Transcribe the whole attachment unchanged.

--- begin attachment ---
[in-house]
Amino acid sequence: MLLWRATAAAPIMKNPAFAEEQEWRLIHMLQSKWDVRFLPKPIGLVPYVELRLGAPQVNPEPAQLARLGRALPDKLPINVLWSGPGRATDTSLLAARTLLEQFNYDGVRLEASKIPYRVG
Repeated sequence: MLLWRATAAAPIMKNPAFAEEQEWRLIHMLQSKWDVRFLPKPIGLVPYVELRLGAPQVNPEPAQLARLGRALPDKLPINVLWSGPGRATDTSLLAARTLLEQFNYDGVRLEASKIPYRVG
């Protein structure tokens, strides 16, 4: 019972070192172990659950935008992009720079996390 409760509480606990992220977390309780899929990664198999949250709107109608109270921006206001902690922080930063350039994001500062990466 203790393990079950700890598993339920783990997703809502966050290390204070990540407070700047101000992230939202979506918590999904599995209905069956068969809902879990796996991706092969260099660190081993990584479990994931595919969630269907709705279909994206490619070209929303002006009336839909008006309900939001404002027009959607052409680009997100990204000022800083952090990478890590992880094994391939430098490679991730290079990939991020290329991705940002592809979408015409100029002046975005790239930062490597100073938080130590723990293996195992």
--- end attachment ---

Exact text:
[in-house]
Amino acid sequence: MLLWRATAAAPIMKNPAFAEEQEWRLIHMLQSKWDVRFLPKPIGLVPYVELRLGAPQVNPEPAQLARLGRALPDKLPINVLWSGPGRATDTSLLAARTLLEQFNYDGVRLEASKIPYRVG
Repeated sequence: MLLWRATAAAPIMKNPAFAEEQEWRLIHMLQSKWDVRFLPKPIGLVPYVELRLGAPQVNPEPAQLARLGRALPDKLPINVLWSGPGRATDTSLLAARTLLEQFNYDGVRLEASKIPYRVG
């Protein structure tokens, strides 16, 4: 019972070192172990659950935008992009720079996390 409760509480606990992220977390309780899929990664198999949250709107109608109270921006206001902690922080930063350039994001500062990466 203790393990079950700890598993339920783990997703809502966050290390204070990540407070700047101000992230939202979506918590999904599995209905069956068969809902879990796996991706092969260099660190081993990584479990994931595919969630269907709705279909994206490619070209929303002006009336839909008006309900939001404002027009959607052409680009997100990204000022800083952090990478890590992880094994391939430098490679991730290079990939991020290329991705940002592809979408015409100029002046975005790239930062490597100073938080130590723990293996195992």